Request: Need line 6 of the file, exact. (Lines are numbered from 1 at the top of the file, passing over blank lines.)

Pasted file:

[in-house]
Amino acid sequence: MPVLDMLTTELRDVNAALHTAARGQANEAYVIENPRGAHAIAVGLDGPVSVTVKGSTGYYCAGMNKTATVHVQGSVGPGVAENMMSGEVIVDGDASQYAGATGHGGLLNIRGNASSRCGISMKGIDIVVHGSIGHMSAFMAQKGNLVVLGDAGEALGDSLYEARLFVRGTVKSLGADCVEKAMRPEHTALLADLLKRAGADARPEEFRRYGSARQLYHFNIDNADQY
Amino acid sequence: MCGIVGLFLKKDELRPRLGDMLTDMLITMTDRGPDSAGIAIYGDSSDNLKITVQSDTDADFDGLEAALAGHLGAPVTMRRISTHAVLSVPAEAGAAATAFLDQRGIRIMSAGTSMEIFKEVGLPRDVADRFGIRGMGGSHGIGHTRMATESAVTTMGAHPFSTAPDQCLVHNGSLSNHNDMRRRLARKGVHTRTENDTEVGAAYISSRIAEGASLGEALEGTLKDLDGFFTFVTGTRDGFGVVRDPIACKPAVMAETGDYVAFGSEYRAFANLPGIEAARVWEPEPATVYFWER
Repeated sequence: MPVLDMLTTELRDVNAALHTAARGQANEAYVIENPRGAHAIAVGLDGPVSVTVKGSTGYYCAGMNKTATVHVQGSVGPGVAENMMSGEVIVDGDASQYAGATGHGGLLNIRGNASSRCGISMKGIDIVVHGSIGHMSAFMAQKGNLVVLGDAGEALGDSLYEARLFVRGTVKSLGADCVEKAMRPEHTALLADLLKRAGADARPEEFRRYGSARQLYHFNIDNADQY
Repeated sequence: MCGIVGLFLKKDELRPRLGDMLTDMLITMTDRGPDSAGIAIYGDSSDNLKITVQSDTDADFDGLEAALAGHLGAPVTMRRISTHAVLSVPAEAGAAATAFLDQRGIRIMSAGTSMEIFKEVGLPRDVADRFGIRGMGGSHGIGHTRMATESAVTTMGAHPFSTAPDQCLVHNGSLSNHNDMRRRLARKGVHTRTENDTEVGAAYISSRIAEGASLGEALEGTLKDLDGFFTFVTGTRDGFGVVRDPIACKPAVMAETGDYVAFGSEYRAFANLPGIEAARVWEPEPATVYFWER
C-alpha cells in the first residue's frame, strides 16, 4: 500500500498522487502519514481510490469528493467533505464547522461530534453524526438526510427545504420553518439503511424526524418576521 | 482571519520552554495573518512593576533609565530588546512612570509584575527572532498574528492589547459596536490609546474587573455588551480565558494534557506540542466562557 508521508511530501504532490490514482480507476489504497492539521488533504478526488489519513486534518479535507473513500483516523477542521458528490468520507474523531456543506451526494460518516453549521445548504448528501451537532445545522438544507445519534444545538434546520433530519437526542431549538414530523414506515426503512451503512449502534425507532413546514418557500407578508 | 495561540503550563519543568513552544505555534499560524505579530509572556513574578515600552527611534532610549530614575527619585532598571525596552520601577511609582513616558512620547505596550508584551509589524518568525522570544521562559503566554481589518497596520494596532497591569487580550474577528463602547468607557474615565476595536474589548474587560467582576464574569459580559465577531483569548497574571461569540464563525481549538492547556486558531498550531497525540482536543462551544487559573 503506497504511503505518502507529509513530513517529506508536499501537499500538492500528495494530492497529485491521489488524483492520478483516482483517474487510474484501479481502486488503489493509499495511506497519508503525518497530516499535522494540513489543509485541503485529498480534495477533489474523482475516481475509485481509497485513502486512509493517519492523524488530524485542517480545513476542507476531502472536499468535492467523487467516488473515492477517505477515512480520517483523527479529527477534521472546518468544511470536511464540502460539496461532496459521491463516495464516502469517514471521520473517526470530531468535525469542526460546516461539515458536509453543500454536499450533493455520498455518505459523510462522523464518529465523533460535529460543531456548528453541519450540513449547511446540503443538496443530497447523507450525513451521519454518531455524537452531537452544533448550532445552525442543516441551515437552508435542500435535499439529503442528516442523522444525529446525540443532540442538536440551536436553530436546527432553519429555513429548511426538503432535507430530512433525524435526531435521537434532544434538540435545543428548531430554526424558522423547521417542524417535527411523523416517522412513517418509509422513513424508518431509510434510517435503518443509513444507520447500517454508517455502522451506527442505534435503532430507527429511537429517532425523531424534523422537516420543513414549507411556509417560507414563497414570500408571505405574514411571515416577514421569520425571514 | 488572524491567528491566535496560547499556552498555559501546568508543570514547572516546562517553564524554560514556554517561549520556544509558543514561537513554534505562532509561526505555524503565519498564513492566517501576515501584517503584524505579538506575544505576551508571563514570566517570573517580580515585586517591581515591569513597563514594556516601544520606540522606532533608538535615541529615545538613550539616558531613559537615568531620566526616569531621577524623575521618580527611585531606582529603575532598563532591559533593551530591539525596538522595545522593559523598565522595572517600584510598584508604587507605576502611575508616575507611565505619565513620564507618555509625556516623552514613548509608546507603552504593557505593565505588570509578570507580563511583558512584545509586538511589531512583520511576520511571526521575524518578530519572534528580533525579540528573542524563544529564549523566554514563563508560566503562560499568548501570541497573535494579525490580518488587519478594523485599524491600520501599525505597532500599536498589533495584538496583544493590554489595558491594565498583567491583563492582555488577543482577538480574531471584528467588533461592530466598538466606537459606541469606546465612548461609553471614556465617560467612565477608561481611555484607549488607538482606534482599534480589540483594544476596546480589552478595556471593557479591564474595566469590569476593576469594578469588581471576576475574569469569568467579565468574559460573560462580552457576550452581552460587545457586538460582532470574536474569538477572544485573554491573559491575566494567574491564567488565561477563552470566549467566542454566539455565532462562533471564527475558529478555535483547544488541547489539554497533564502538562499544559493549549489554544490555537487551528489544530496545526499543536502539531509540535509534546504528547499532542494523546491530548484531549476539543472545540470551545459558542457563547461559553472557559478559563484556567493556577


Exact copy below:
C-alpha cells in the first residue's frame, strides 16, 4: 500500500498522487502519514481510490469528493467533505464547522461530534453524526438526510427545504420553518439503511424526524418576521 | 482571519520552554495573518512593576533609565530588546512612570509584575527572532498574528492589547459596536490609546474587573455588551480565558494534557506540542466562557 508521508511530501504532490490514482480507476489504497492539521488533504478526488489519513486534518479535507473513500483516523477542521458528490468520507474523531456543506451526494460518516453549521445548504448528501451537532445545522438544507445519534444545538434546520433530519437526542431549538414530523414506515426503512451503512449502534425507532413546514418557500407578508 | 495561540503550563519543568513552544505555534499560524505579530509572556513574578515600552527611534532610549530614575527619585532598571525596552520601577511609582513616558512620547505596550508584551509589524518568525522570544521562559503566554481589518497596520494596532497591569487580550474577528463602547468607557474615565476595536474589548474587560467582576464574569459580559465577531483569548497574571461569540464563525481549538492547556486558531498550531497525540482536543462551544487559573 503506497504511503505518502507529509513530513517529506508536499501537499500538492500528495494530492497529485491521489488524483492520478483516482483517474487510474484501479481502486488503489493509499495511506497519508503525518497530516499535522494540513489543509485541503485529498480534495477533489474523482475516481475509485481509497485513502486512509493517519492523524488530524485542517480545513476542507476531502472536499468535492467523487467516488473515492477517505477515512480520517483523527479529527477534521472546518468544511470536511464540502460539496461532496459521491463516495464516502469517514471521520473517526470530531468535525469542526460546516461539515458536509453543500454536499450533493455520498455518505459523510462522523464518529465523533460535529460543531456548528453541519450540513449547511446540503443538496443530497447523507450525513451521519454518531455524537452531537452544533448550532445552525442543516441551515437552508435542500435535499439529503442528516442523522444525529446525540443532540442538536440551536436553530436546527432553519429555513429548511426538503432535507430530512433525524435526531435521537434532544434538540435545543428548531430554526424558522423547521417542524417535527411523523416517522412513517418509509422513513424508518431509510434510517435503518443509513444507520447500517454508517455502522451506527442505534435503532430507527429511537429517532425523531424534523422537516420543513414549507411556509417560507414563497414570500408571505405574514411571515416577514421569520425571514 | 488572524491567528491566535496560547499556552498555559501546568508543570514547572516546562517553564524554560514556554517561549520556544509558543514561537513554534505562532509561526505555524503565519498564513492566517501576515501584517503584524505579538506575544505576551508571563514570566517570573517580580515585586517591581515591569513597563514594556516601544520606540522606532533608538535615541529615545538613550539616558531613559537615568531620566526616569531621577524623575521618580527611585531606582529603575532598563532591559533593551530591539525596538522595545522593559523598565522595572517600584510598584508604587507605576502611575508616575507611565505619565513620564507618555509625556516623552514613548509608546507603552504593557505593565505588570509578570507580563511583558512584545509586538511589531512583520511576520511571526521575524518578530519572534528580533525579540528573542524563544529564549523566554514563563508560566503562560499568548501570541497573535494579525490580518488587519478594523485599524491600520501599525505597532500599536498589533495584538496583544493590554489595558491594565498583567491583563492582555488577543482577538480574531471584528467588533461592530466598538466606537459606541469606546465612548461609553471614556465617560467612565477608561481611555484607549488607538482606534482599534480589540483594544476596546480589552478595556471593557479591564474595566469590569476593576469594578469588581471576576475574569469569568467579565468574559460573560462580552457576550452581552460587545457586538460582532470574536474569538477572544485573554491573559491575566494567574491564567488565561477563552470566549467566542454566539455565532462562533471564527475558529478555535483547544488541547489539554497533564502538562499544559493549549489554544490555537487551528489544530496545526499543536502539531509540535509534546504528547499532542494523546491530548484531549476539543472545540470551545459558542457563547461559553472557559478559563484556567493556577